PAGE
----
3 things boutique hotels/small hotels excel at . . . and your hotel can too

Tourists enjoy downtown Vail, Co which features a mix of both boutique hotels/small hotels.

Tourists enjoy downtown Vail, Colorado, which features a mix of both large and small boutique hotels.

Since Covid, we’ve noticed a renaissance in boutique hotels/small hotels use. To say that hotel stays have changed dramatically over the past few years is an understatement. Between battling Airbnb’s and Covid, hotels have been through the wringer. Of course, all aspects of travel have been affected over the past few years, but this blog post is specifically for hotels.

We see 3 things that successful boutique/smaller hotels offer (that can easily be replicated to all hotels regardless of size btw) that set them apart and make them very desirable right now.

Hire hotel employees who have the desire to serve

When you work for a hotel, you are in the hospitality business, and you better love what you do and show it. Your job is to make sure that your guests have a wonderful stay. Full stop. For those who do the hiring, it is your job to make that mission perfectly clear. Those of us who work in hospitality are here to provide our guests with the best service we can offer.

Recently Leslie was in New York City and arrived at her hotel during a storm, right at dinner time. She asked the front desk for some recommendations of places nearby to grab dinner. She was handed a badly photocopied sheet with approximately 50 random places to eat, with only names and phone numbers. Not being familiar with the part of Manhattan the hotel was located, this list was of no use to her. Boutique hotels often curate restaurants from guests’ recommendations. Those recommendations let you know not only what the restaurant features, but also the proximity to the hotel.

And you know, the desire to serve is not just for the “front of the house” staff.  Think about your website and what it offers your potential guests. Are you giving your guests everything they could possibly need to make an informed decision about staying with you?

We have worked with smaller properties to help them enhance their online marketing to cover exactly what their guest might need. ANY hotel can take the extra steps. It just takes the desire to serve the guest.

Little hotel touches

Yes, it’s great to have plenty of USB outlets in the room and everything else that goes with updated hotel rooms. It’s the little touches, though, that help especially boutique hotels/small hotels stand out and make people want to return.

For instance, the Tivoli Lodge at Vail, Colorado has unique “Do Not Disturb” cards as you can see in the photo below.

Couple that with locally sourced food items and in-room amenities from local vendors and that’s a winning combination. Many properties do use locally sourced food items but just don’t either know it, or forget to highlight it. If you’re wondering, check with your food vendor and find out.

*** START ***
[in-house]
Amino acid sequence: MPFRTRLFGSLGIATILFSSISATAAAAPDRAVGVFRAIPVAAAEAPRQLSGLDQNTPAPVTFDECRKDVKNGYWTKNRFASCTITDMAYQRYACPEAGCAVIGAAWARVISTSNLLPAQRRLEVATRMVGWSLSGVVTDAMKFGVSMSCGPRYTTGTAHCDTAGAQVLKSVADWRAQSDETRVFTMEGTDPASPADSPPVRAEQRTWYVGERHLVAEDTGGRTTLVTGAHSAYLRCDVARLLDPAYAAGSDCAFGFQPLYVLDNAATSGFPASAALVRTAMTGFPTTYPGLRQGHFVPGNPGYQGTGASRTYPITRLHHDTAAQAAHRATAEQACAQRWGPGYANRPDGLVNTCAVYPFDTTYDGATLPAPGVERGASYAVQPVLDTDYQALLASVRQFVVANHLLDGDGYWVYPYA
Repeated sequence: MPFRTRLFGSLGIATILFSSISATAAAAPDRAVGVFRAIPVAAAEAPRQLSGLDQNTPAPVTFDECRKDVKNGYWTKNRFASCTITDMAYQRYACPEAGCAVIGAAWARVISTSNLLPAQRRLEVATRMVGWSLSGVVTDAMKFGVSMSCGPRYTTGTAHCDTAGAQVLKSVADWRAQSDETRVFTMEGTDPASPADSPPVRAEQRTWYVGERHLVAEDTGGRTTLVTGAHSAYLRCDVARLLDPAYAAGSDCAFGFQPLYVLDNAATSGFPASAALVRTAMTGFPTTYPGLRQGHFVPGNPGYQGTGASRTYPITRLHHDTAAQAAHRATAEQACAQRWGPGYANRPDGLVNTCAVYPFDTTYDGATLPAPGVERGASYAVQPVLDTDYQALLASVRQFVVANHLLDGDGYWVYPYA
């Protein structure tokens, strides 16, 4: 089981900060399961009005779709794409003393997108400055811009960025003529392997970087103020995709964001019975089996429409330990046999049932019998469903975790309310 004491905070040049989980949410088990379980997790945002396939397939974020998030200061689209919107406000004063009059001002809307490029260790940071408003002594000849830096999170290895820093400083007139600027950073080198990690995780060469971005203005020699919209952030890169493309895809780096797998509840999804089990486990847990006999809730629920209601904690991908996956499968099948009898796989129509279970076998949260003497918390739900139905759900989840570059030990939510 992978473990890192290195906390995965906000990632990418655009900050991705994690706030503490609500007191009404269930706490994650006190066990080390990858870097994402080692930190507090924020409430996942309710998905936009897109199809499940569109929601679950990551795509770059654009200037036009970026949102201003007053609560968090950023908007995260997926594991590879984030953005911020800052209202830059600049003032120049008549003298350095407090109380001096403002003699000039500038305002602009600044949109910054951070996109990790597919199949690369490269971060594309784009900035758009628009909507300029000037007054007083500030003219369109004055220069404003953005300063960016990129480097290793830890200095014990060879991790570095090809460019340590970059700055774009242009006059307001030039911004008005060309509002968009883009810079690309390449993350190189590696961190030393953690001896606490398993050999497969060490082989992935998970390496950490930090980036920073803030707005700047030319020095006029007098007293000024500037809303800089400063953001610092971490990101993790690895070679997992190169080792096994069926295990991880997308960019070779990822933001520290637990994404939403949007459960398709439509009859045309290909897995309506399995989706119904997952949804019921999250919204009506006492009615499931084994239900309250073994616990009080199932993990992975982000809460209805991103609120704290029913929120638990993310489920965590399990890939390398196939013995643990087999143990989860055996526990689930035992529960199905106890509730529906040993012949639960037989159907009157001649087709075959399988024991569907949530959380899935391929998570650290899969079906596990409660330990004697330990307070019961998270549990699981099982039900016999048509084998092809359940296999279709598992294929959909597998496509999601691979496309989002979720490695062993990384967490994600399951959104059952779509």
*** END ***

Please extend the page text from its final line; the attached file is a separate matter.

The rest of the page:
Do Not Disturb hanger from Tivoli Lodge at Vail, Co.

Unique Do Not Disturb door hanger from Tivoli Lodge, Vail, CO.

Sheila had a recent hotel stay at The San Luis Resort in Galveston, Texas where the staff went above and beyond to provide a great touch for guests. Most rooms have a pool view, so look what they did with their pool chairs and towels!

Super easy, not time-consuming, but certainly memorable, as you can see in the photo below.

Creative beach towel display from the San Luis Resort at Galveston, TX.

Morning beach towel display at the San Luis Resort at Galveston, TX.

If you’ve stayed at a Hampton Inn, you know that the coffee cup holders have a few different “personal” themes to them. Always cute and memorable and goes to show that no matter what size of property you are, you can do some easy things to add little touches to make a stay memorable and a guest want to return to your property.

Reviews are the “make or break” for boutique/small hotels

Never let a review go to waste. Respond to both the good and the bad ones, as reviews are where your property can really shine.

Oh for sure, good reviews are fabulous to receive, but even bad ones can allow you to show off your property in a good, solid way. But you must respond to reviews to have them work for you. We wrote a post specifically about how to respond to hotel reviews and provide tips on what to say.

The bottom line is – ENGAGE with those who take the time to write reviews.

Say thank you to those who write good ones and also say thank you to those who write bad ones. Next, address the situation that caused the poor review. Sometimes bad situations are caused by personal preference (i.e., beds and pillows are too hard or soft). By responding you can address the complaint head-on. Many travelers are checking out reviews before they book.

Be sure your reviews and review responses show off your property and let potential guests see exactly how customer-oriented you are.

Do you have examples of boutique hotels/small hotels in your area that have employees who show the true meaning of hospitality on a daily basis?

How about examples of “little touches” that can enhance a guest’s stay?

Do you know of a property that is rocking reviews?  If so, please share, and let’s give our readers tips and ideas that can be used!

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